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Google’s dealing with Oyster indicates that e-books are becoming content that’s read on big platforms, similarly to news

Nieman Lab

As e-book subscription service Oyster closes over the coming months, some of its staff will likely be moving to Google. In addition, Laura Hazard Owen reports that Google is also acquiring some of Oyster’s assets, including its technology, discovery tools, and editorial content. Oyster’s demise leaves only two general e-book subscription services, Scribd and Amazon’s Kindle Unlimited. Owen writes that indicates that e-books, similarly to news, are becoming a form of content that users are reading on big platforms.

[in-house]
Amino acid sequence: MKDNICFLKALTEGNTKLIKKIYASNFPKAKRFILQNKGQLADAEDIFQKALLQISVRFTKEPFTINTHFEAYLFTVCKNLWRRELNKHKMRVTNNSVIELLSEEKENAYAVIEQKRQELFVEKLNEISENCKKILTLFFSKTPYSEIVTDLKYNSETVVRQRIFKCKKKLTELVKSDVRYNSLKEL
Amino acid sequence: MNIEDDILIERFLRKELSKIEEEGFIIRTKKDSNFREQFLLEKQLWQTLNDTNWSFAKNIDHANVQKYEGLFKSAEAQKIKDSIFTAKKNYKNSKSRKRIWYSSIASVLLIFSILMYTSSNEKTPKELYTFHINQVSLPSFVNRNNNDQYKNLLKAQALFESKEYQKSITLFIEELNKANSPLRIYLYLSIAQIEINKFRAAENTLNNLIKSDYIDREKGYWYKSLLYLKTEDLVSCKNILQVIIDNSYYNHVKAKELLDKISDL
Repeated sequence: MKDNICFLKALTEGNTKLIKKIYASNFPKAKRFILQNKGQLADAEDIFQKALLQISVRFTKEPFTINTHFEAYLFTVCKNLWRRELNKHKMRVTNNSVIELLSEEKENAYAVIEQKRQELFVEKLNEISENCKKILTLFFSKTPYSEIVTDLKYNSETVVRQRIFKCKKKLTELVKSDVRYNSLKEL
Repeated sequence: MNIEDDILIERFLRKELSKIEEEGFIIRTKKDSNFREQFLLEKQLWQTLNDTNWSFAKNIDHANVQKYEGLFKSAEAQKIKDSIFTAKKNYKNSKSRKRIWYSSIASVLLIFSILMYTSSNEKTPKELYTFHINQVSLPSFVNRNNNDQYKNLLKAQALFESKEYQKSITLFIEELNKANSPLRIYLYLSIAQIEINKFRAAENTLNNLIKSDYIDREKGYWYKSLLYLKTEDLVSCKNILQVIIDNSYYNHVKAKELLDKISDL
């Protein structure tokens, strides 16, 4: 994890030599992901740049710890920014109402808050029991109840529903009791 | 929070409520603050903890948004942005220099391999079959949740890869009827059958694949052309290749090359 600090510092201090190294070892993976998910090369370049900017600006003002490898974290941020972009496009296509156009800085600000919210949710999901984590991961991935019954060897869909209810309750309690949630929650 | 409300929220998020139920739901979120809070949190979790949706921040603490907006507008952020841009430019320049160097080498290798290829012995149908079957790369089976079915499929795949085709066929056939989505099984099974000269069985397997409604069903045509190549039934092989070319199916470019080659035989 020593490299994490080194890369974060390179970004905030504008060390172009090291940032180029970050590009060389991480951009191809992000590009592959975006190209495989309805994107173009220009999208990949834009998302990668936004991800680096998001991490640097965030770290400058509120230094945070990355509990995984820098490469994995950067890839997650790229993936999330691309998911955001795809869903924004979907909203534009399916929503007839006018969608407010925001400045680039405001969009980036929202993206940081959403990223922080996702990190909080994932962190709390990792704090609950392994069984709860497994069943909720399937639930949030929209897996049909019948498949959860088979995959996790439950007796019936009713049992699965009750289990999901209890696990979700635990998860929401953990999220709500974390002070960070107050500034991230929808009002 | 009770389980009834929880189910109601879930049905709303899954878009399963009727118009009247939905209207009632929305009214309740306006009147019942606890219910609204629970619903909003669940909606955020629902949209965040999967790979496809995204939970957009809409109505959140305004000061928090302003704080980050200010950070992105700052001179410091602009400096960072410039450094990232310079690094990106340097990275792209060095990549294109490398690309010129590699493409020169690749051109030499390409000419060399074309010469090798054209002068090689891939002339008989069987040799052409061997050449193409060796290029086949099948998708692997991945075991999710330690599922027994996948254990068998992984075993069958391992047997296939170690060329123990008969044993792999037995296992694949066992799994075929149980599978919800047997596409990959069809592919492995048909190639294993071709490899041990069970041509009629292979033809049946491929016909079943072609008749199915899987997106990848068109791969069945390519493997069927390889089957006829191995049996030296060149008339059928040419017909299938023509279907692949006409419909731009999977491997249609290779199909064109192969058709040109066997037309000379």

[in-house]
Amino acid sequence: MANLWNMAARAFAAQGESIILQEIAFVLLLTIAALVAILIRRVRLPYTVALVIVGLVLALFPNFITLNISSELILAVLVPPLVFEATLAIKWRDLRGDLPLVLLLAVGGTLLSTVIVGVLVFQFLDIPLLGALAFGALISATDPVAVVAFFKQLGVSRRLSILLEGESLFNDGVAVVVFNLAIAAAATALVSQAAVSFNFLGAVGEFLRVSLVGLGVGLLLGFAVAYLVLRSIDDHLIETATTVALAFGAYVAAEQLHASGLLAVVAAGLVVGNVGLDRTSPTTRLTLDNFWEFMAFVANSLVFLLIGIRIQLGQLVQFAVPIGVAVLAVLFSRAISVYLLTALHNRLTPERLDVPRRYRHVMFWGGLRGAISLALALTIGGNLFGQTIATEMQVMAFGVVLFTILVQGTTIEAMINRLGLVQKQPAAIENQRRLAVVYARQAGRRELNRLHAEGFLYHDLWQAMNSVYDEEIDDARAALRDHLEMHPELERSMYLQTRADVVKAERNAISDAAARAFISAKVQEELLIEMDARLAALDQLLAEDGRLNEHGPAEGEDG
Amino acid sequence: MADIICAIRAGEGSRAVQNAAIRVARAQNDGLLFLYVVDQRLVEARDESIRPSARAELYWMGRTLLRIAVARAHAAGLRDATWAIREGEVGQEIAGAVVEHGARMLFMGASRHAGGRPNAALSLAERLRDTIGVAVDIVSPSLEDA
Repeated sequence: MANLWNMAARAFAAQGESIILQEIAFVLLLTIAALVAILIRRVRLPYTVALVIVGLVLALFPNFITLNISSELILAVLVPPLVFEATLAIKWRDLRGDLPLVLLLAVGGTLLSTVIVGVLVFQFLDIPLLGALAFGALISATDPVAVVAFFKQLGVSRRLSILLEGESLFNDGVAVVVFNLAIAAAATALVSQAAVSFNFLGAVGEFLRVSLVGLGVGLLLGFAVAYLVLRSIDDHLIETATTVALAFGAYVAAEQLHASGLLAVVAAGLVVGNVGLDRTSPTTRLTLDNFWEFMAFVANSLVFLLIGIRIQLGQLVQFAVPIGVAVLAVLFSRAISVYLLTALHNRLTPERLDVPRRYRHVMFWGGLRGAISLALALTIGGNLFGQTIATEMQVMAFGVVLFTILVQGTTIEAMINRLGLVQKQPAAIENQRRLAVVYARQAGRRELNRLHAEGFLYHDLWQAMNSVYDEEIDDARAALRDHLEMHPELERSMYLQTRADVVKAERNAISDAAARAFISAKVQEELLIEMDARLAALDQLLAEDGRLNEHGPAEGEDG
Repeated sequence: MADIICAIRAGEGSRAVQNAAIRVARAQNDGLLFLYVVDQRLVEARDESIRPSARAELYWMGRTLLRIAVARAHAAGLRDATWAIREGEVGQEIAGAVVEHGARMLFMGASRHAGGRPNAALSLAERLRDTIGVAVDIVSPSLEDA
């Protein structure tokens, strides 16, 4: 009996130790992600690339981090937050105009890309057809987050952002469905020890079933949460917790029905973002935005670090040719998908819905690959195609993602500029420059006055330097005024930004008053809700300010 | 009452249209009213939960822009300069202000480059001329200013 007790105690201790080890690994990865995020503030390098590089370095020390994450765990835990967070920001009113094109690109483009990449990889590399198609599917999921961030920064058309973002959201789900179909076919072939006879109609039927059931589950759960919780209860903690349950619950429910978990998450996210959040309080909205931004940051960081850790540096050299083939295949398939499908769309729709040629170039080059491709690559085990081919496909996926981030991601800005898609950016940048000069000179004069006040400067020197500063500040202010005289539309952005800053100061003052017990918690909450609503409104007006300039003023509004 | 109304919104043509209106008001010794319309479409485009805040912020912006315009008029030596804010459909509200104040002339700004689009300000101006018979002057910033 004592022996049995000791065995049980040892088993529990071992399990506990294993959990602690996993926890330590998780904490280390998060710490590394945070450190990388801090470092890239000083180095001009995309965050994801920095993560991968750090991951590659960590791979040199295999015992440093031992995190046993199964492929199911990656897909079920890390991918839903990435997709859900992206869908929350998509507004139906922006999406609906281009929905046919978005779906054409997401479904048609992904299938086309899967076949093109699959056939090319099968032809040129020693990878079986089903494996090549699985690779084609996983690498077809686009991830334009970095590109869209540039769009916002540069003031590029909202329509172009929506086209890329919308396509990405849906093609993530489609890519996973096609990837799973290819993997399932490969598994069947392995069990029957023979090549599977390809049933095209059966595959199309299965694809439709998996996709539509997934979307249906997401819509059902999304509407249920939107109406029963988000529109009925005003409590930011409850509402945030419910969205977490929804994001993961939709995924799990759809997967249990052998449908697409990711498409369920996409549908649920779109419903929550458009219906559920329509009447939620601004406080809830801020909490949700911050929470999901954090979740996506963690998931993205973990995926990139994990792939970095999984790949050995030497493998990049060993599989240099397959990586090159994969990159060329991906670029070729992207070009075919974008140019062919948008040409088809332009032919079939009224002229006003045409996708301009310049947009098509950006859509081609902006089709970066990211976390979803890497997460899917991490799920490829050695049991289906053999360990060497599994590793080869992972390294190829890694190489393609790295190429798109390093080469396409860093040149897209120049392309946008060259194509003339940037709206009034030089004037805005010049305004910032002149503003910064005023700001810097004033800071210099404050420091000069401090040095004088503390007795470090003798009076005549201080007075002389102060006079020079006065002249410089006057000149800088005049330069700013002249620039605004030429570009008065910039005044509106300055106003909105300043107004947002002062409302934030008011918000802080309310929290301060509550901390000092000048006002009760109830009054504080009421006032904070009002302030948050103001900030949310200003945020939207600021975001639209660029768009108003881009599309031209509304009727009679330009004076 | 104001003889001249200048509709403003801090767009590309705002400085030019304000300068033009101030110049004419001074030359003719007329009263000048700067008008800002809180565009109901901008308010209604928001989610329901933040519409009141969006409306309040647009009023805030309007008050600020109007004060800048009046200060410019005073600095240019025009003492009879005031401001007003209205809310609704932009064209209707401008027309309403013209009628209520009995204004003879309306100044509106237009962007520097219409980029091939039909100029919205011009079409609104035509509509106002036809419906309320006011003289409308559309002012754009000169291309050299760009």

+ Related: E-book sales fell 10 percent in the first 5 months of 2015, according to the Association of American Publishers (New York Times)

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